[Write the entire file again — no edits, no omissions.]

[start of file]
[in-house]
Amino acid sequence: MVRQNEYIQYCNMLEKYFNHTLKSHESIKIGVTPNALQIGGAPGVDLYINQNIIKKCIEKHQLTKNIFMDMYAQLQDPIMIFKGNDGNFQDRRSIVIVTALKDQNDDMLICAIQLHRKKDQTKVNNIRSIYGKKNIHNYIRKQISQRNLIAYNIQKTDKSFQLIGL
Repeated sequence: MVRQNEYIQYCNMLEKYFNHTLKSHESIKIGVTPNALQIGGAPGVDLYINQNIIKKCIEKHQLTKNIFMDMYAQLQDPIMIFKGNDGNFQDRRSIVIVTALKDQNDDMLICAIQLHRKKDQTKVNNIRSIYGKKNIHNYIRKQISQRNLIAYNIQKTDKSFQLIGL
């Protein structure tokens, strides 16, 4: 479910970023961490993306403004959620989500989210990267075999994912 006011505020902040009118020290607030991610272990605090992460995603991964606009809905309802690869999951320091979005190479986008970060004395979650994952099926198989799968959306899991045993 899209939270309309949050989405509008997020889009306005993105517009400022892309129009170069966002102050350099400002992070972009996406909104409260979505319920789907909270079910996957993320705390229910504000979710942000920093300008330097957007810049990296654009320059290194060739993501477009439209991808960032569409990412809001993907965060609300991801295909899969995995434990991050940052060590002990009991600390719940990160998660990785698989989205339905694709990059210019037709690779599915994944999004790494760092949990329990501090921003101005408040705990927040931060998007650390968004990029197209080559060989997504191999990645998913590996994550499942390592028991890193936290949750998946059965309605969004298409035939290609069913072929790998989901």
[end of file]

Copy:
[in-house]
Amino acid sequence: MVRQNEYIQYCNMLEKYFNHTLKSHESIKIGVTPNALQIGGAPGVDLYINQNIIKKCIEKHQLTKNIFMDMYAQLQDPIMIFKGNDGNFQDRRSIVIVTALKDQNDDMLICAIQLHRKKDQTKVNNIRSIYGKKNIHNYIRKQISQRNLIAYNIQKTDKSFQLIGL
Repeated sequence: MVRQNEYIQYCNMLEKYFNHTLKSHESIKIGVTPNALQIGGAPGVDLYINQNIIKKCIEKHQLTKNIFMDMYAQLQDPIMIFKGNDGNFQDRRSIVIVTALKDQNDDMLICAIQLHRKKDQTKVNNIRSIYGKKNIHNYIRKQISQRNLIAYNIQKTDKSFQLIGL
């Protein structure tokens, strides 16, 4: 479910970023961490993306403004959620989500989210990267075999994912 006011505020902040009118020290607030991610272990605090992460995603991964606009809905309802690869999951320091979005190479986008970060004395979650994952099926198989799968959306899991045993 899209939270309309949050989405509008997020889009306005993105517009400022892309129009170069966002102050350099400002992070972009996406909104409260979505319920789907909270079910996957993320705390229910504000979710942000920093300008330097957007810049990296654009320059290194060739993501477009439209991808960032569409990412809001993907965060609300991801295909899969995995434990991050940052060590002990009991600390719940990160998660990785698989989205339905694709990059210019037709690779599915994944999004790494760092949990329990501090921003101005408040705990927040931060998007650390968004990029197209080559060989997504191999990645998913590996994550499942390592028991890193936290949750998946059965309605969004298409035939290609069913072929790998989901």